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While the price outlook for many commodities remains bleak, veteran investor Mark Mobius recommends positioning for a recovery in the beleaguered asset class.
"Right now it's commodities believe it or not, they are so far out of favor," Mobius, executive chairman at Templeton Emerging Markets Group, told CNBC when asked what his top conviction call was.
"No one knows what's going to happen next in terms of the military situation in the Middle East, so oil is something you've got to watch. I think there will be a recovery," he added.
After an over 50 percent collapse in oil prices between June 2014 and January this year, stability has returned to the crude market in recent months.
However, the same cannot be said for other commodities such as iron ore – which saw prices plunge to a decade low earlier this month on concerns over a glut of supply.
Mobius, however, expects supply-demand imbalances in the commodities sector will correct over time.
"Demand for iron ore and all these commodities is going to continue. Of course we've had a slump recently, but global economic growth continues. This is just temporary," he said.
On iron ore, for example, he said the price declines will force many marginal producers to shut down production resulting in a more balanced supply-demand environment.
Top 3 country allocations
Discussing other investment opportunities, Mobius said China has the largest weighting in his portfolio, followed by India and Thailand.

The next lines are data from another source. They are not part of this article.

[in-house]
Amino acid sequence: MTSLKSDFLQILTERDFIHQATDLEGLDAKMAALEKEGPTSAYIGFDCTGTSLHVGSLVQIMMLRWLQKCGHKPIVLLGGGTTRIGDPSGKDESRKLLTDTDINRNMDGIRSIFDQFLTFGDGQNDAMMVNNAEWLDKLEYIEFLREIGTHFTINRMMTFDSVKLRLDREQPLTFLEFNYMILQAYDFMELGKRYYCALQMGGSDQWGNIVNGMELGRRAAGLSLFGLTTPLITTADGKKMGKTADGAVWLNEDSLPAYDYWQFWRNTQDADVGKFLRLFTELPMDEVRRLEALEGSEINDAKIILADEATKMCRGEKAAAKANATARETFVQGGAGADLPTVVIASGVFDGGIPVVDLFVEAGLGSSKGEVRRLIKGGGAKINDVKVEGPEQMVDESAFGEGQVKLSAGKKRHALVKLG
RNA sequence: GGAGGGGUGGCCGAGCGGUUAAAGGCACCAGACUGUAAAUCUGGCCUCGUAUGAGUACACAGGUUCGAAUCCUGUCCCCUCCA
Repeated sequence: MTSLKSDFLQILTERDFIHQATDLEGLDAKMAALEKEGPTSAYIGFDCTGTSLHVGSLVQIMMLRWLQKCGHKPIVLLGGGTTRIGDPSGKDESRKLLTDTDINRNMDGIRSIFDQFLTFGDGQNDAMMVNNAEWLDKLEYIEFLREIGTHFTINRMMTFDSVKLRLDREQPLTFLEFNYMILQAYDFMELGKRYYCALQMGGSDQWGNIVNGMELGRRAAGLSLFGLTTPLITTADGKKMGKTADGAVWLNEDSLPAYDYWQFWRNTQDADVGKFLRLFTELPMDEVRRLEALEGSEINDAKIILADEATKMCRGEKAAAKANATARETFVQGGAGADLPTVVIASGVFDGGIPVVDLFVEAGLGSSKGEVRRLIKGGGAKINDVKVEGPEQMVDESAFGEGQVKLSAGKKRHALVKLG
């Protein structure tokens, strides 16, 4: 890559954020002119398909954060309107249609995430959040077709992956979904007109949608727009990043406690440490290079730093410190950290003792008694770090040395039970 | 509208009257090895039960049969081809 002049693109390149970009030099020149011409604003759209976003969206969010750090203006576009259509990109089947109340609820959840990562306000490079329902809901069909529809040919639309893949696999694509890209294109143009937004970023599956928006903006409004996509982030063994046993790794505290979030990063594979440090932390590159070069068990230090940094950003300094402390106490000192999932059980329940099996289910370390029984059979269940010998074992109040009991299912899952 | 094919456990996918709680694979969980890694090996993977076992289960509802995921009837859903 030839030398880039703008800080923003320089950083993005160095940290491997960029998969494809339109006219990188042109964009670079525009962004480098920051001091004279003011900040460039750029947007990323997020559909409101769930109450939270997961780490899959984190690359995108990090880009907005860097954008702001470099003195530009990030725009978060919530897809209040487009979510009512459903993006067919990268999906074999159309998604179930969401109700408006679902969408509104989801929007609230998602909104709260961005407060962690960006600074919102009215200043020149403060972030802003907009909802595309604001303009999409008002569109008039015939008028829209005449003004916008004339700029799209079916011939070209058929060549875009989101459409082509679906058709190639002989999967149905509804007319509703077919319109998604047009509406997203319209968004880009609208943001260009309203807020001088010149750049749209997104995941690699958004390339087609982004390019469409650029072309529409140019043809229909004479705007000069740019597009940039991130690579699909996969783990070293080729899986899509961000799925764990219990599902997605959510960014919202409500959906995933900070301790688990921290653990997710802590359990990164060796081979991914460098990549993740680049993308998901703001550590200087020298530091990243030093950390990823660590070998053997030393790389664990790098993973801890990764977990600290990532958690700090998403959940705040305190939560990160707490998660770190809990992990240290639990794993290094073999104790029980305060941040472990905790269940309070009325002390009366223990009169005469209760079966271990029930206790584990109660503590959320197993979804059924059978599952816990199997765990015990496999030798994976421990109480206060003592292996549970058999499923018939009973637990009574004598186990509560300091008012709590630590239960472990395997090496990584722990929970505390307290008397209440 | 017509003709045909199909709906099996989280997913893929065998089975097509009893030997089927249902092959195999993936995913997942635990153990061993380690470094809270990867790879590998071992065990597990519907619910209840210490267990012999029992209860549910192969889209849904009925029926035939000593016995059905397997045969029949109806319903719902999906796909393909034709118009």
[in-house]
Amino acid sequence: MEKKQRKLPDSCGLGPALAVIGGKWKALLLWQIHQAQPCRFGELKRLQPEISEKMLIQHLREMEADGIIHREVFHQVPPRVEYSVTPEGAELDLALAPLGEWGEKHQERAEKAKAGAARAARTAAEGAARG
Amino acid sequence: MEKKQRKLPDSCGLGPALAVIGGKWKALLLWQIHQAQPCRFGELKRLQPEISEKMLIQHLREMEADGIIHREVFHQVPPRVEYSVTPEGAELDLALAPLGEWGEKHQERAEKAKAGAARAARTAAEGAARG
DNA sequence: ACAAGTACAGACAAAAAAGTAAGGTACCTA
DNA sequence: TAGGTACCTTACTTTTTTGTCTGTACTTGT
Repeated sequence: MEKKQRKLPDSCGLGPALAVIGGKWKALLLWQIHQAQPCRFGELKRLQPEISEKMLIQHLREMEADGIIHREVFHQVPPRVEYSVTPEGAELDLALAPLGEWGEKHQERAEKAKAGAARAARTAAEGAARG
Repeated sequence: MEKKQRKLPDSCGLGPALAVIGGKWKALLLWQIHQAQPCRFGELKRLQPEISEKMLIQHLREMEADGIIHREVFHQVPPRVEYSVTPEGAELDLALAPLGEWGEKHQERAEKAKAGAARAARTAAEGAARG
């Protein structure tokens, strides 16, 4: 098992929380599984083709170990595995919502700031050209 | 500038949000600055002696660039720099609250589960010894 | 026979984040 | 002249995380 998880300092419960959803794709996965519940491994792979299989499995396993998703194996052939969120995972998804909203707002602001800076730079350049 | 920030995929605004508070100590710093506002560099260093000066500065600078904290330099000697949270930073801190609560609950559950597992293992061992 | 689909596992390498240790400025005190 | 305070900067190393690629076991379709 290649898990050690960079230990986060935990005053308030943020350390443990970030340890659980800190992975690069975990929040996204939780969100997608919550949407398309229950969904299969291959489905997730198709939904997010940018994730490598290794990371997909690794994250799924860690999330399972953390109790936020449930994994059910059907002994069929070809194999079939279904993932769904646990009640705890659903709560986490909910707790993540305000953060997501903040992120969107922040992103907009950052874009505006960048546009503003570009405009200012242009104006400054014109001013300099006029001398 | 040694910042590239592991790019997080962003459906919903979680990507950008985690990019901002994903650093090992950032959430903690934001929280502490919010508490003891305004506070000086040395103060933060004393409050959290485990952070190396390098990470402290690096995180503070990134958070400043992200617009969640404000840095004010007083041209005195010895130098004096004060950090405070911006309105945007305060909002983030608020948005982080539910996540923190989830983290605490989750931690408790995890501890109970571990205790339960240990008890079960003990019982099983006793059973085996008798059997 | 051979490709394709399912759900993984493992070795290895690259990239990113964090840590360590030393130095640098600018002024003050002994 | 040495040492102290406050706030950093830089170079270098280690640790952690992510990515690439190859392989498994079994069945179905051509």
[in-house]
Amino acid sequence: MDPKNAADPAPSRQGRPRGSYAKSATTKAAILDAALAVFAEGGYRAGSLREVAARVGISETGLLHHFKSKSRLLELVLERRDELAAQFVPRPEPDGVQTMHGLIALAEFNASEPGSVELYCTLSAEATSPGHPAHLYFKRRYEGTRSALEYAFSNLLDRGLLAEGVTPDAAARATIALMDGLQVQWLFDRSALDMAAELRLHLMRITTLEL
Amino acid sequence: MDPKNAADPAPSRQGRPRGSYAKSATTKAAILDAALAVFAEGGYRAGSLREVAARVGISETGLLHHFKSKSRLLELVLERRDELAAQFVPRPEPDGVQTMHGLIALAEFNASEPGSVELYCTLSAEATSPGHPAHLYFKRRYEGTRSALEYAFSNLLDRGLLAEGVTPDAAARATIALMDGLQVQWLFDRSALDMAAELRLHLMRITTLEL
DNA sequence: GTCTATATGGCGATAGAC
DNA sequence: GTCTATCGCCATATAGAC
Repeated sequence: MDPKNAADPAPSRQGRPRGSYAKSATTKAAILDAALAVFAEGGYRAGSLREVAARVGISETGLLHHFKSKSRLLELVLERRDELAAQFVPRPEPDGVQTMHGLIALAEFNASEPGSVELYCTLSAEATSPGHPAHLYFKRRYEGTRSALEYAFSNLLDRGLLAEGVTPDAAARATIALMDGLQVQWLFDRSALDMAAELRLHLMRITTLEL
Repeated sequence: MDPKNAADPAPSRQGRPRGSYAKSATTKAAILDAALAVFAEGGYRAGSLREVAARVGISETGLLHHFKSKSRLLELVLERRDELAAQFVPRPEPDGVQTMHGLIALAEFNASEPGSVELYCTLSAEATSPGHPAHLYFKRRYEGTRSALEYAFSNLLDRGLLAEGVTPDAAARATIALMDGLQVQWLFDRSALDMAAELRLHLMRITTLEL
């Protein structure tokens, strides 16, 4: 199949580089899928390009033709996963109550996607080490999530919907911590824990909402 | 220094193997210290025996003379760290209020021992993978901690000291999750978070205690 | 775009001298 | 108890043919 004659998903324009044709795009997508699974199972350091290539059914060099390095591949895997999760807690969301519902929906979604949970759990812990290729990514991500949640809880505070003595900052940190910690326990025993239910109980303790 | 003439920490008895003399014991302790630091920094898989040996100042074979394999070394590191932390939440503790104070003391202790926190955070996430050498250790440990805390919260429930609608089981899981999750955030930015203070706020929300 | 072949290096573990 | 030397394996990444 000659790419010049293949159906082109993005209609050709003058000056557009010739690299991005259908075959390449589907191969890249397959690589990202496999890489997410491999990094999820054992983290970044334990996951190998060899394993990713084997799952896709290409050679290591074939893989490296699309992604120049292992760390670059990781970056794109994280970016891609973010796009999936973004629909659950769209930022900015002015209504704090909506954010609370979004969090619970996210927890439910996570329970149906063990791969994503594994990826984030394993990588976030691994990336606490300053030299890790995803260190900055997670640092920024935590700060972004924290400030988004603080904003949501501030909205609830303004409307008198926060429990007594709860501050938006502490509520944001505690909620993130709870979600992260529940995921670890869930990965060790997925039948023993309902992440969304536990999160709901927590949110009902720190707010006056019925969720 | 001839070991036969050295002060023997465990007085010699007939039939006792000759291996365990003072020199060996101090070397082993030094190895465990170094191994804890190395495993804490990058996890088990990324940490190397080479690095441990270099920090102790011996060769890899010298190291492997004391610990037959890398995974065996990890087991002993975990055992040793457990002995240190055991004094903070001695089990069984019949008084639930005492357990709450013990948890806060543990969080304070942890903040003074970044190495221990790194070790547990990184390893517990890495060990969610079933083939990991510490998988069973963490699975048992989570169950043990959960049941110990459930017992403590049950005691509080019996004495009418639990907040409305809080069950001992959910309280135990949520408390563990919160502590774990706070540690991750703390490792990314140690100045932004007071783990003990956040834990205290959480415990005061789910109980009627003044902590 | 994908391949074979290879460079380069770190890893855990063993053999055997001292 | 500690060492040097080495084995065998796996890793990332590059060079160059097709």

"In China, we are in the banks and we are also looking at the smaller medium cap consumer stocks," Mobius said.
He expects large, state-owned banks will be able to withstand corporate default episodes that may occur amid a slowdown in the economy.
"It'll be the smaller banks and the smaller financial institutions that you have to watch for," he said.
On India, Mobius said that Prime Minister Narendra Modi is headed in the right direction with reforms. However, he expressed some concern over the speed of progress.
"It's very difficult in a country like India, where you have a lot of local power. They don't want to change at the state level," he said.
"You're going to have patchy situations, where one state will do very well [because] they'll do the reforms, another state will not. So for private investors they will have to be very careful. It will be difficult to achieve it at a national level," he added.
To guard against such risks, Mobius said he prefers to invest in export-oriented companies such as Tata Consultancy Services and large domestic conglomerates like Reliance Industries.
With Thailand, meantime, he isn't as overly concerned about the backdrop of political uncertainty.
"Thailand companies, despite the political environment, do very well. They are well run, very efficient," he said. "Now with the widening of their trade with the rest of ASEAN, this is going to be a good spot to be in."